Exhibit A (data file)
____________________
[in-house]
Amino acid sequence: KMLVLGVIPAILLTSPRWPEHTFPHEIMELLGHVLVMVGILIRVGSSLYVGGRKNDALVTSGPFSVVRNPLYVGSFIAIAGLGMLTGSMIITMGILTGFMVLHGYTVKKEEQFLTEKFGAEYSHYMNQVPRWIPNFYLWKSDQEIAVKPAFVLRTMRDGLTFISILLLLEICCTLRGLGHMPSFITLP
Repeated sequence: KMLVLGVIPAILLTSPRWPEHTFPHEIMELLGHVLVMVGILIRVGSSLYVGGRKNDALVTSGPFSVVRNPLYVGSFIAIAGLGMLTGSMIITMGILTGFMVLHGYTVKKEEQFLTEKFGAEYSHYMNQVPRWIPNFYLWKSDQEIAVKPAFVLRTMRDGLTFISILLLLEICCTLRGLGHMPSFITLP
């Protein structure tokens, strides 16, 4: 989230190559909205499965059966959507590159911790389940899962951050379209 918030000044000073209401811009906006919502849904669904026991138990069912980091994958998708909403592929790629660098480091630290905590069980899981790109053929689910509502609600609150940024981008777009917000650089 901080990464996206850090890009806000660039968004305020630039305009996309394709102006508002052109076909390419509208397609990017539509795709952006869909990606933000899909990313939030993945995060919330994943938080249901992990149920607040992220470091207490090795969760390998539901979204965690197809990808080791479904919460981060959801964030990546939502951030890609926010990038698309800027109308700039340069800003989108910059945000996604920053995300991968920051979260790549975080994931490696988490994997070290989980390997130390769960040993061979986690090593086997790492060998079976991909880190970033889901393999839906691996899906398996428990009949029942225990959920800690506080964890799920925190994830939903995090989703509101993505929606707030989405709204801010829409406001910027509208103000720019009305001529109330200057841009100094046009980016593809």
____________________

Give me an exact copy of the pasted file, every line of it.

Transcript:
[in-house]
Amino acid sequence: KMLVLGVIPAILLTSPRWPEHTFPHEIMELLGHVLVMVGILIRVGSSLYVGGRKNDALVTSGPFSVVRNPLYVGSFIAIAGLGMLTGSMIITMGILTGFMVLHGYTVKKEEQFLTEKFGAEYSHYMNQVPRWIPNFYLWKSDQEIAVKPAFVLRTMRDGLTFISILLLLEICCTLRGLGHMPSFITLP
Repeated sequence: KMLVLGVIPAILLTSPRWPEHTFPHEIMELLGHVLVMVGILIRVGSSLYVGGRKNDALVTSGPFSVVRNPLYVGSFIAIAGLGMLTGSMIITMGILTGFMVLHGYTVKKEEQFLTEKFGAEYSHYMNQVPRWIPNFYLWKSDQEIAVKPAFVLRTMRDGLTFISILLLLEICCTLRGLGHMPSFITLP
């Protein structure tokens, strides 16, 4: 989230190559909205499965059966959507590159911790389940899962951050379209 918030000044000073209401811009906006919502849904669904026991138990069912980091994958998708909403592929790629660098480091630290905590069980899981790109053929689910509502609600609150940024981008777009917000650089 901080990464996206850090890009806000660039968004305020630039305009996309394709102006508002052109076909390419509208397609990017539509795709952006869909990606933000899909990313939030993945995060919330994943938080249901992990149920607040992220470091207490090795969760390998539901979204965690197809990808080791479904919460981060959801964030990546939502951030890609926010990038698309800027109308700039340069800003989108910059945000996604920053995300991968920051979260790549975080994931490696988490994997070290989980390997130390769960040993061979986690090593086997790492060998079976991909880190970033889901393999839906691996899906398996428990009949029942225990959920800690506080964890799920925190994830939903995090989703509101993505929606707030989405709204801010829409406001910027509208103000720019009305001529109330200057841009100094046009980016593809």